The program’s success is based on the non-judgment atmosphere that tailors to students’ unique health behaviors, according to Linowski. She said that this technique works because you do not tell students that they should stop their behavior, but rather, you “elicit from the individual things they already know so they come up with what works for them.” This affects students’ future decisions so they move “in the direction of lowered risk.”   

The BASICS team works with students to figure out the circumstances that cause substance abuse, asking questions such as “what happened,” “who were you with,” “what contributed to the situation,” and “how can it be done more safely?” This approach meets the students half-way by assessing and planning with them instead of just ordering them about, Linowski said. 

“When people are treated with respect and like adults, they appreciate it,” Linowski said.  

Many students within the BASICS program, however, disagree about the extent of the program’s effectiveness for all students involved. Some of the students in the BASICS program have claimed to have just been “in the wrong place at the wrong time” when they were documented being in rooms with alcohol violations and subsequently ordered to enter the BASICS program.

“I thought BASICS was interesting and that it handed out a lot of interesting data and information to the students, but I don’t know that it was exactly helpful for anything but giving back feedback to the students,” said Aidan Griffin, sophomore political science major and former participant in the BASICS program. “It is a program designed to make you think of your own consumption and to get you information about where your consumption puts you in relation to nationwide percentages.”

Griffin added, “It shows you were you stand in terms of how your consumption can lead to alcoholism, but for many students it is basically just paying $100 to learn that you really don’t have much of a problem.”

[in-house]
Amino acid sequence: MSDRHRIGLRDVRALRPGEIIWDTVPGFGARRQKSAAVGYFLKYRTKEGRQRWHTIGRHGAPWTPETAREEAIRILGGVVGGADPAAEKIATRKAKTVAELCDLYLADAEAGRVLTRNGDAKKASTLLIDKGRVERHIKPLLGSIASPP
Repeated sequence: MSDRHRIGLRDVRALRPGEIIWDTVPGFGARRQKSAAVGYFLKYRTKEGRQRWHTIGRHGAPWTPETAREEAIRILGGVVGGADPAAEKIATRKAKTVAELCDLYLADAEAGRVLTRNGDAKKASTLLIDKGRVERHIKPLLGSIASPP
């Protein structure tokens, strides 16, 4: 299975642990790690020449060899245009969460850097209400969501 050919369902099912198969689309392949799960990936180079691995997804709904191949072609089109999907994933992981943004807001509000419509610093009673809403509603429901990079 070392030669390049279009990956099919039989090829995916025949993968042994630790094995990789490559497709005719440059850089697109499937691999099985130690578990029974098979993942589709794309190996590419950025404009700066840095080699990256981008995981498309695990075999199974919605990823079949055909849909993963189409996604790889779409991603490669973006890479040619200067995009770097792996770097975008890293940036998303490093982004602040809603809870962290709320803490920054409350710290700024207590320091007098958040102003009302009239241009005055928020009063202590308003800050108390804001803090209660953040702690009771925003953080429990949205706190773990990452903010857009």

Linowski said that what makes this program so special is that, not only is it non-judgmental and non-shaming, but it is evidence based.  DARE is not an evidence based program, she said.  This means there is no proof that going through the program will reduce the likelihood of one trying drugs and alcohol.  BASICS, however, has clinical evidence proving it reduces high-risk behavior. 

“We’re not going to waste the time or money of the students or university on programs that don’t work,” Linowski said.   

She adds that they will continue to run the program until there is no longer a need for it.  Right now, according to Linowski, high-risk drinking on college campuses is still a problem.  She hopes that, after educating people, there will not be a need for the BASICS program.   

Linowski also said that there has not been much advertisement for the program because of trouble keeping up with the amount of students who showed up for assistance.  Now, they are fully staffed and considering advertisement to help as many students as possible.   

Students can receive help on the third floor of University Health Services.  Appointments can be made either on the phone (413) 577-5071 or online at the UHS Website.   

Angela Hilsman can be reached at